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Vocabulary Word

Word: grievance

Definition: cause of complaint; complaint


Sentences Containing 'grievance'

Though men of reflection, too, have some times complained of the law of settlements as a public grievance; yet it has never been the object of any general popular clamour, such as that against general warrants, an abusive practice undoubtedly, but such a one as was not likely to occasion any general oppression.
Let the tax be light or heavy, uncertainty is always a great grievance.
And if the whole be not, why should I make it my private grievance?
Had Avellaneda, in fact, been content with merely bringing out a continuation to "Don Quixote," Cervantes would have had no reasonable grievance.
And so, my Sancho, get you back to your house and explain my intentions to your Teresa, and if she likes and you like to be on reward with me, bene quidem; if not, we remain friends; for if the pigeon-house does not lack food, it will not lack pigeons; and bear in mind, my son, that a good hope is better than a bad holding, and a good grievance better than a bad compensation.
"As far as you are personally concerned," remarked Holmes, "I do not see that you have any grievance against this extraordinary league.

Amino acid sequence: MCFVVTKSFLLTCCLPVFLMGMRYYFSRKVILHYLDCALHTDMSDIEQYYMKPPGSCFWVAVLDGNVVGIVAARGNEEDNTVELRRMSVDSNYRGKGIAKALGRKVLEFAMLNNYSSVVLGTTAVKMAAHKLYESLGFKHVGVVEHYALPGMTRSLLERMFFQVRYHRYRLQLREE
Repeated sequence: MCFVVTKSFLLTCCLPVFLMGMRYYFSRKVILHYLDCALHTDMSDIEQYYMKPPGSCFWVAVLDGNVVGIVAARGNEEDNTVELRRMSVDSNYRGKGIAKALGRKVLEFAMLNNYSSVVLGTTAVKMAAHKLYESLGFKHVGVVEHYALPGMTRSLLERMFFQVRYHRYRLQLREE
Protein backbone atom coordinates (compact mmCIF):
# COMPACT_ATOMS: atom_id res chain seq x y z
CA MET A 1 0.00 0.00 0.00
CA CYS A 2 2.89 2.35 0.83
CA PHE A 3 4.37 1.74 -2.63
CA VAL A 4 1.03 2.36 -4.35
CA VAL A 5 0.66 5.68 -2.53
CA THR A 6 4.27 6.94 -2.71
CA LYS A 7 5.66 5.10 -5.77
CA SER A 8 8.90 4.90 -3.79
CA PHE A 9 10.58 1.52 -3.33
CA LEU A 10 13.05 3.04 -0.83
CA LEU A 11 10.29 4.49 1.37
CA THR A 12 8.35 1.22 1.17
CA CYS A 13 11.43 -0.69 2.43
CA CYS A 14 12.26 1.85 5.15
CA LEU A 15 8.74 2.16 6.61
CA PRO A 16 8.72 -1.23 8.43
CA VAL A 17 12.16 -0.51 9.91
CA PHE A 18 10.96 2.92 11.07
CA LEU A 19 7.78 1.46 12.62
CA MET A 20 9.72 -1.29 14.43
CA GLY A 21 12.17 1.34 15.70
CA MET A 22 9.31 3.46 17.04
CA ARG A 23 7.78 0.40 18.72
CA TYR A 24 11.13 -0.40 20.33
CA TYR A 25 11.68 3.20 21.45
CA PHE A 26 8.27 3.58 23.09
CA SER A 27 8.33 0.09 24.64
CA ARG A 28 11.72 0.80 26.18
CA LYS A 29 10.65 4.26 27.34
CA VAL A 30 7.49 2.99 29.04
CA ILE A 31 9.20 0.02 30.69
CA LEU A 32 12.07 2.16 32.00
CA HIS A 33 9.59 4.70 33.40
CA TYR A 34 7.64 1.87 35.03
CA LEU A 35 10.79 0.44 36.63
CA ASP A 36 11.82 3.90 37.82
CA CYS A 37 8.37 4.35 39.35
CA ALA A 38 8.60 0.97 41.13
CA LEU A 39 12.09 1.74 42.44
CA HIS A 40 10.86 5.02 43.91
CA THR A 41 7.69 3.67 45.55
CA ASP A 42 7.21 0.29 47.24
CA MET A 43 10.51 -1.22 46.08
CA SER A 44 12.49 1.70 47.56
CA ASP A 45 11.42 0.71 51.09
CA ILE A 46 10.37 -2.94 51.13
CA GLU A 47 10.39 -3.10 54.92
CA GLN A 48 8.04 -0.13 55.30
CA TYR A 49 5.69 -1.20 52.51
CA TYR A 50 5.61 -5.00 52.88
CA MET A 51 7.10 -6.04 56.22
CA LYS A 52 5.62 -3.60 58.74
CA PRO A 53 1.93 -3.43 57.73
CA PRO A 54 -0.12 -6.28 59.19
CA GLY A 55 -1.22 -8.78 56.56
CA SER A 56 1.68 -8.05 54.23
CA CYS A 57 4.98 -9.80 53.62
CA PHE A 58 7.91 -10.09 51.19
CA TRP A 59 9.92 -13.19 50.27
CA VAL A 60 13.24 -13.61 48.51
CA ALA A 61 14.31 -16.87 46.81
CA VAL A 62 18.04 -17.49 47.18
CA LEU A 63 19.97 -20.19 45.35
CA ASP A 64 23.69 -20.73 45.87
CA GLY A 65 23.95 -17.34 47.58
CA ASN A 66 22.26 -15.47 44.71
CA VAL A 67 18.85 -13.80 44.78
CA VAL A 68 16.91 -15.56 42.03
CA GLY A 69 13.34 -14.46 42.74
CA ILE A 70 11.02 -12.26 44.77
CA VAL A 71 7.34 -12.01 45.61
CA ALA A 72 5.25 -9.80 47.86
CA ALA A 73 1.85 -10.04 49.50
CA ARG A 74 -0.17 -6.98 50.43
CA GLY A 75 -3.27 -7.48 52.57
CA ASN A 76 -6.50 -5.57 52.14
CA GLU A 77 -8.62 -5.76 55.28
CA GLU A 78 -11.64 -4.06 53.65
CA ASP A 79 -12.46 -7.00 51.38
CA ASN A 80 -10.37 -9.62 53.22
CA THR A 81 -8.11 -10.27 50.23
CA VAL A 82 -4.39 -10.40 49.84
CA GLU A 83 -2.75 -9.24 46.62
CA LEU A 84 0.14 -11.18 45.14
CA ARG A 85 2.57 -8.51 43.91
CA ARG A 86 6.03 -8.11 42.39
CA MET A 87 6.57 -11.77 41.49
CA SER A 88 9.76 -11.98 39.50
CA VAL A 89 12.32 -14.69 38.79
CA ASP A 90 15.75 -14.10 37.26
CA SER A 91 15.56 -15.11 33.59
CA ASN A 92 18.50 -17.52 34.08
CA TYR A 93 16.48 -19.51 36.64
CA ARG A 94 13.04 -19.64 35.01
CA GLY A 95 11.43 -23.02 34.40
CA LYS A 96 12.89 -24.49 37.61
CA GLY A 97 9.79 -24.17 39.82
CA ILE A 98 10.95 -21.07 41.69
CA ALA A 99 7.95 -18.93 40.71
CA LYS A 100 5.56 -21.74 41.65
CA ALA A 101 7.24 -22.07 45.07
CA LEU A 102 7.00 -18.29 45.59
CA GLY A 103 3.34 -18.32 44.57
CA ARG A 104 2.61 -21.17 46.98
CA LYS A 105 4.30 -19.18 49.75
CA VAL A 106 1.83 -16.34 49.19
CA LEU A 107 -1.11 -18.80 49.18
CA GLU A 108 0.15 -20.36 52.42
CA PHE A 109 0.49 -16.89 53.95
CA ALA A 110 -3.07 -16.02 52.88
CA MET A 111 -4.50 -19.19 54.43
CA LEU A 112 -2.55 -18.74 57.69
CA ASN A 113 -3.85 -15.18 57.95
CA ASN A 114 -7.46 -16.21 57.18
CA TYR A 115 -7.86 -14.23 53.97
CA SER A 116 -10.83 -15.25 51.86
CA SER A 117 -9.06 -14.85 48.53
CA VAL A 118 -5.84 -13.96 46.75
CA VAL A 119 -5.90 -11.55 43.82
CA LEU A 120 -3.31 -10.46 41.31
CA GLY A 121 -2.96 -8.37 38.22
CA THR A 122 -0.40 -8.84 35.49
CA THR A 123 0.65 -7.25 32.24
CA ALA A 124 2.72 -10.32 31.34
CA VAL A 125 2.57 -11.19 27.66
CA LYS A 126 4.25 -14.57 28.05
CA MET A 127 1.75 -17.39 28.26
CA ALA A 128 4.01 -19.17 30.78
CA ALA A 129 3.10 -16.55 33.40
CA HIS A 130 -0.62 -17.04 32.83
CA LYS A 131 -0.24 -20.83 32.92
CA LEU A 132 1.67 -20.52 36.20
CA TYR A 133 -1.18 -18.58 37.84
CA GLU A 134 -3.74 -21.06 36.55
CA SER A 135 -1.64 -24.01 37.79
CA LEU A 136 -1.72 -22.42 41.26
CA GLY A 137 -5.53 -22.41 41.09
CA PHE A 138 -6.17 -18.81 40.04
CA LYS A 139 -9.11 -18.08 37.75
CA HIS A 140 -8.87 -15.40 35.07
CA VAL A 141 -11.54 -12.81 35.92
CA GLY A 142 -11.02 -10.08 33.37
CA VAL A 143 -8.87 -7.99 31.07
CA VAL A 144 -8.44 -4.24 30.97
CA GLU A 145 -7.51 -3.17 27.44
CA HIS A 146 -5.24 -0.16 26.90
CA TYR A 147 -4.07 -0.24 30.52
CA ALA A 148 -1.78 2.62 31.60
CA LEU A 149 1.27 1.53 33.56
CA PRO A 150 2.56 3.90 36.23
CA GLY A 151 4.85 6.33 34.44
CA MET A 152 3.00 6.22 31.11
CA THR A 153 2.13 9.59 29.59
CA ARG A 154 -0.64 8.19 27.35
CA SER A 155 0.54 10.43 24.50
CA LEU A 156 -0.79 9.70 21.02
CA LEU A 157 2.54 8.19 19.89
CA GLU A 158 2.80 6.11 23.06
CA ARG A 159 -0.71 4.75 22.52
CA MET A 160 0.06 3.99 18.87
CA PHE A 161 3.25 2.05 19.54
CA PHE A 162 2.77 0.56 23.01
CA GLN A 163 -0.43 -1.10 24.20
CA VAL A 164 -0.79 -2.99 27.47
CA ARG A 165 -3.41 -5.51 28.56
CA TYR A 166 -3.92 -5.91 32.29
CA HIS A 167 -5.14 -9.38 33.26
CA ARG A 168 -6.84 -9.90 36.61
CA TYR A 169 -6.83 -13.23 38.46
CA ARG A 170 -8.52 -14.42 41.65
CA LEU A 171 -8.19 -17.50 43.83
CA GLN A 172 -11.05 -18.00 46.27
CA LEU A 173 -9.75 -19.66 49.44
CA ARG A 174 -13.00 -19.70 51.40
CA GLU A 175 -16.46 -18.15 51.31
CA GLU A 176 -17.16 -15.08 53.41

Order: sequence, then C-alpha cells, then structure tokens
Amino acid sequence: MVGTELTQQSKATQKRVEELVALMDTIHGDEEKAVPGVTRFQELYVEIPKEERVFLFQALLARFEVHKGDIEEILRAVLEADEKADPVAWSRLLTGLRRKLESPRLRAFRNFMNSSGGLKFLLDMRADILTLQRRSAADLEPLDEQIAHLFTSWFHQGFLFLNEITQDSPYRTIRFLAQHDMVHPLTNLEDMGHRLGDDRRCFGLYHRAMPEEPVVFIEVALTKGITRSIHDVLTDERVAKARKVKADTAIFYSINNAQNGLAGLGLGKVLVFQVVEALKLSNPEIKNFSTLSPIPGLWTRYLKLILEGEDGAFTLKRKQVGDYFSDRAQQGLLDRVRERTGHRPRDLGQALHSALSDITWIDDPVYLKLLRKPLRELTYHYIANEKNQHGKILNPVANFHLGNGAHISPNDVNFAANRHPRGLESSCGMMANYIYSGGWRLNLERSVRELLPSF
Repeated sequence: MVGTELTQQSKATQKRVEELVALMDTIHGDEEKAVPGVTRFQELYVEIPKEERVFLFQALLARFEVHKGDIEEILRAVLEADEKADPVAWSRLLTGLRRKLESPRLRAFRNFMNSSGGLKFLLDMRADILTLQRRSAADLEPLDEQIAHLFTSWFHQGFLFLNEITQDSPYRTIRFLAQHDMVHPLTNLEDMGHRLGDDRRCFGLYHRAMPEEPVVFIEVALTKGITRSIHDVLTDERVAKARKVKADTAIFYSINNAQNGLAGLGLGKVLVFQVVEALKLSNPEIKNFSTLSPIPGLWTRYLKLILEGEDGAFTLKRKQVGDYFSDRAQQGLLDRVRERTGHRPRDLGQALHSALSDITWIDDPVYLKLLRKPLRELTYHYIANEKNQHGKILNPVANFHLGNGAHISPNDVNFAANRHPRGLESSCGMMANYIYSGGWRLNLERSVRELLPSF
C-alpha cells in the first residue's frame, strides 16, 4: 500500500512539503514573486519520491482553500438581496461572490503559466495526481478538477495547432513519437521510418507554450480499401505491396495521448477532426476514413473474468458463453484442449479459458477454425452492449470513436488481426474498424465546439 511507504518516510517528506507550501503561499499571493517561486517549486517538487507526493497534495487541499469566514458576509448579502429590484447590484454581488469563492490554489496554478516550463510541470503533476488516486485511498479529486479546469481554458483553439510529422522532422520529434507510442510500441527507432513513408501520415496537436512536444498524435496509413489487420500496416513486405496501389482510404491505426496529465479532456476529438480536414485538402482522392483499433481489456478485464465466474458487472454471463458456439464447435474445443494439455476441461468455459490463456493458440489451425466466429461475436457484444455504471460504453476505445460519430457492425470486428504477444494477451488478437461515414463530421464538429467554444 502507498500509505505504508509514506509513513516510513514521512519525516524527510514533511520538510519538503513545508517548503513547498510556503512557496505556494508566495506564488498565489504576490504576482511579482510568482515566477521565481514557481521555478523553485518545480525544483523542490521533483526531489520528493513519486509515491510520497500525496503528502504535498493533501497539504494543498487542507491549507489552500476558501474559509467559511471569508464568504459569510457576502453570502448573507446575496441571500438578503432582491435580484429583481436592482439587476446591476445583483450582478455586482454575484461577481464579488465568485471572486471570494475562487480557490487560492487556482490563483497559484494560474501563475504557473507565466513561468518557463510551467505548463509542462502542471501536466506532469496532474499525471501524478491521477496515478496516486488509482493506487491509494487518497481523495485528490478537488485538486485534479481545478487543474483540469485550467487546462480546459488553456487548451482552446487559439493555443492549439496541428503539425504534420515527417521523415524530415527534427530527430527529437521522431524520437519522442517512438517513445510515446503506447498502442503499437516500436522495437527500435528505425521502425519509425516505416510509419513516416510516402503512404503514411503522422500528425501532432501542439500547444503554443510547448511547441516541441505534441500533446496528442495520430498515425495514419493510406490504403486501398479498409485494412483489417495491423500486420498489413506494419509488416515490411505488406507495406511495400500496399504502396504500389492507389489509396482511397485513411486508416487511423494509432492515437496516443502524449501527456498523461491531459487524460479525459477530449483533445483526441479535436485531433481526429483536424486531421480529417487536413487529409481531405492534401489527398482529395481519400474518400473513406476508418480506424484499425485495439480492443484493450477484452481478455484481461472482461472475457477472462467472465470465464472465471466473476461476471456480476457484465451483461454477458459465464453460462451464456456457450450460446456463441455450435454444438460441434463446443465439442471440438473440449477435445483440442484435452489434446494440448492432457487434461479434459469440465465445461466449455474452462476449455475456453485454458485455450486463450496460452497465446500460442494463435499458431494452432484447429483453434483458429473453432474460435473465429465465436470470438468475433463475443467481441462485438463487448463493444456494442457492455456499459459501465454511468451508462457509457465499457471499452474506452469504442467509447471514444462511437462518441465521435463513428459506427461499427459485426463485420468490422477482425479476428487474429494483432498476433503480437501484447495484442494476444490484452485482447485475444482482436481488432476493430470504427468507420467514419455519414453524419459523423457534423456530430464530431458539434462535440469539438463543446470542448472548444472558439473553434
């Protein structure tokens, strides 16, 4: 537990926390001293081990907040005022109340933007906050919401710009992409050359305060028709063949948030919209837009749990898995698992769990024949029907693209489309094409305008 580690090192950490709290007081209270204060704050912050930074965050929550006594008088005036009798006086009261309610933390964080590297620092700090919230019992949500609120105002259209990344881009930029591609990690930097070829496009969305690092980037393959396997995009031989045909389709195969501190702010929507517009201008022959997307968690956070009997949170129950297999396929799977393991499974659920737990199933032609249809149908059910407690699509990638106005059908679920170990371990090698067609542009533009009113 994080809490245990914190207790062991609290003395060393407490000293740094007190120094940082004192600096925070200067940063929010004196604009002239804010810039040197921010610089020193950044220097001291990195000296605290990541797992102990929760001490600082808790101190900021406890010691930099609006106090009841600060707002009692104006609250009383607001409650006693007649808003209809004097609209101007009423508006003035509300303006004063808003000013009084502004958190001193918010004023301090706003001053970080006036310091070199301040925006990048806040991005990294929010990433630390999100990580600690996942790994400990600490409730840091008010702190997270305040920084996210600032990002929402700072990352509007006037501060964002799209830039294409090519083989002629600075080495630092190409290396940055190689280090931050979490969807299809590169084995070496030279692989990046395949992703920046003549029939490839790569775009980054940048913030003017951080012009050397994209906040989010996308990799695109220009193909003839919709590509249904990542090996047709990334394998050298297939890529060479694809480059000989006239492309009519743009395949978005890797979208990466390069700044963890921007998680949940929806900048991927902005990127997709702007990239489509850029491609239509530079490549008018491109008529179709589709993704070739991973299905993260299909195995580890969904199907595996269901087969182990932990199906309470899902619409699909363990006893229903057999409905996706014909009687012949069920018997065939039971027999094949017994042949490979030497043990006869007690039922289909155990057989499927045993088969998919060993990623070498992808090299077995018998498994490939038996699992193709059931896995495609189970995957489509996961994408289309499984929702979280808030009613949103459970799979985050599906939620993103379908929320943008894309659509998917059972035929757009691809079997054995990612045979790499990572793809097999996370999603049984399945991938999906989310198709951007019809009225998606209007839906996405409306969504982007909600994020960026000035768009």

In great families, indeed, where many servants are required, those distinctions of chambermaid, housemaid, cookmaid, laundrymaid, nurserymaid, &c., are requisite, to the end that each may take her particular business, and many hands may make the work light; but for a private gentleman, of a small fortune, to be obliged to keep so many idle jades, when one might do the business, is intolerable, and matter of great grievance.
This principle being admitted, the justice of every particular case of resistance is reduced to a computation of the quantity of the danger and grievance on the one side, and of the probability and expense of redressing it on the other."
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